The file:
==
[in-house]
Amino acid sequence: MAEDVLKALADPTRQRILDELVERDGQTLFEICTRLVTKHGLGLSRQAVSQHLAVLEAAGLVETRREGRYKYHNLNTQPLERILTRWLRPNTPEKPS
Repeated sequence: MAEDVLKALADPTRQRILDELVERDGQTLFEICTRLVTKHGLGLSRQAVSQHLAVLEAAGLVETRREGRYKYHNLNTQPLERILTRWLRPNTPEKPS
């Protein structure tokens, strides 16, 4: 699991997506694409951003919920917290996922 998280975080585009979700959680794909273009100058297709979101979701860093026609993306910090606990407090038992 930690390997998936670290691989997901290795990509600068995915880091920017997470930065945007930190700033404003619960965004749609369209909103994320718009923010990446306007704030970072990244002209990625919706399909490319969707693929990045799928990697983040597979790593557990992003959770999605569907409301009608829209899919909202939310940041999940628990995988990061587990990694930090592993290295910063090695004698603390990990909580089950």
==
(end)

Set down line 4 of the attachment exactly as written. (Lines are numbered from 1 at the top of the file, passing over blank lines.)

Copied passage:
């Protein structure tokens, strides 16, 4: 699991997506694409951003919920917290996922 998280975080585009979700959680794909273009100058297709979101979701860093026609993306910090606990407090038992 930690390997998936670290691989997901290795990509600068995915880091920017997470930065945007930190700033404003619960965004749609369209909103994320718009923010990446306007704030970072990244002209990625919706399909490319969707693929990045799928990697983040597979790593557990992003959770999605569907409301009608829209899919909202939310940041999940628990995988990061587990990694930090592993290295910063090695004698603390990990909580089950």